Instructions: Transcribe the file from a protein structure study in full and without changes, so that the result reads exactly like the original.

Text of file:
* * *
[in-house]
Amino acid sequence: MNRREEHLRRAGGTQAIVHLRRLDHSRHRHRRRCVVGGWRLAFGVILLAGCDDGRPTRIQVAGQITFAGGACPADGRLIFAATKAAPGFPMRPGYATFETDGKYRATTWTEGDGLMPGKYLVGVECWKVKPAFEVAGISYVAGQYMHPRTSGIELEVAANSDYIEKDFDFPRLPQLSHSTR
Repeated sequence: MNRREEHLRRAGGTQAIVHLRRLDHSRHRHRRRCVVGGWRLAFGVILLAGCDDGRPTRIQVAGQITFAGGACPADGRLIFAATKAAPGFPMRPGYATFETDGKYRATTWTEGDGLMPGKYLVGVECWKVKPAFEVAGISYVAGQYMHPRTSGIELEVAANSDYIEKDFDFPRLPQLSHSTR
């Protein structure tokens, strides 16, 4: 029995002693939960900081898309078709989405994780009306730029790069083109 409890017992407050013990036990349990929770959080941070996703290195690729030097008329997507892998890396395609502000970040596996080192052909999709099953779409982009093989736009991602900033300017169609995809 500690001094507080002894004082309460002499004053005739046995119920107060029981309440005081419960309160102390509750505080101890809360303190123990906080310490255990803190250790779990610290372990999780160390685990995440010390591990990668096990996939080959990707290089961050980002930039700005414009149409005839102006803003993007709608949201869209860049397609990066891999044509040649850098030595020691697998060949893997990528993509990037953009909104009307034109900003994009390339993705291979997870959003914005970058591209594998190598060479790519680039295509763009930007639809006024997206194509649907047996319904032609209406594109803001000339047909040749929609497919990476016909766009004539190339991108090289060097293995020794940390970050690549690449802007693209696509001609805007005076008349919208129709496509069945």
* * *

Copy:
[in-house]
Amino acid sequence: MNRREEHLRRAGGTQAIVHLRRLDHSRHRHRRRCVVGGWRLAFGVILLAGCDDGRPTRIQVAGQITFAGGACPADGRLIFAATKAAPGFPMRPGYATFETDGKYRATTWTEGDGLMPGKYLVGVECWKVKPAFEVAGISYVAGQYMHPRTSGIELEVAANSDYIEKDFDFPRLPQLSHSTR
Repeated sequence: MNRREEHLRRAGGTQAIVHLRRLDHSRHRHRRRCVVGGWRLAFGVILLAGCDDGRPTRIQVAGQITFAGGACPADGRLIFAATKAAPGFPMRPGYATFETDGKYRATTWTEGDGLMPGKYLVGVECWKVKPAFEVAGISYVAGQYMHPRTSGIELEVAANSDYIEKDFDFPRLPQLSHSTR
């Protein structure tokens, strides 16, 4: 029995002693939960900081898309078709989405994780009306730029790069083109 409890017992407050013990036990349990929770959080941070996703290195690729030097008329997507892998890396395609502000970040596996080192052909999709099953779409982009093989736009991602900033300017169609995809 500690001094507080002894004082309460002499004053005739046995119920107060029981309440005081419960309160102390509750505080101890809360303190123990906080310490255990803190250790779990610290372990999780160390685990995440010390591990990668096990996939080959990707290089961050980002930039700005414009149409005839102006803003993007709608949201869209860049397609990066891999044509040649850098030595020691697998060949893997990528993509990037953009909104009307034109900003994009390339993705291979997870959003914005970058591209594998190598060479790519680039295509763009930007639809006024997206194509649907047996319904032609209406594109803001000339047909040749929609497919990476016909766009004539190339991108090289060097293995020794940390970050690549690449802007693209696509001609805007005076008349919208129709496509069945």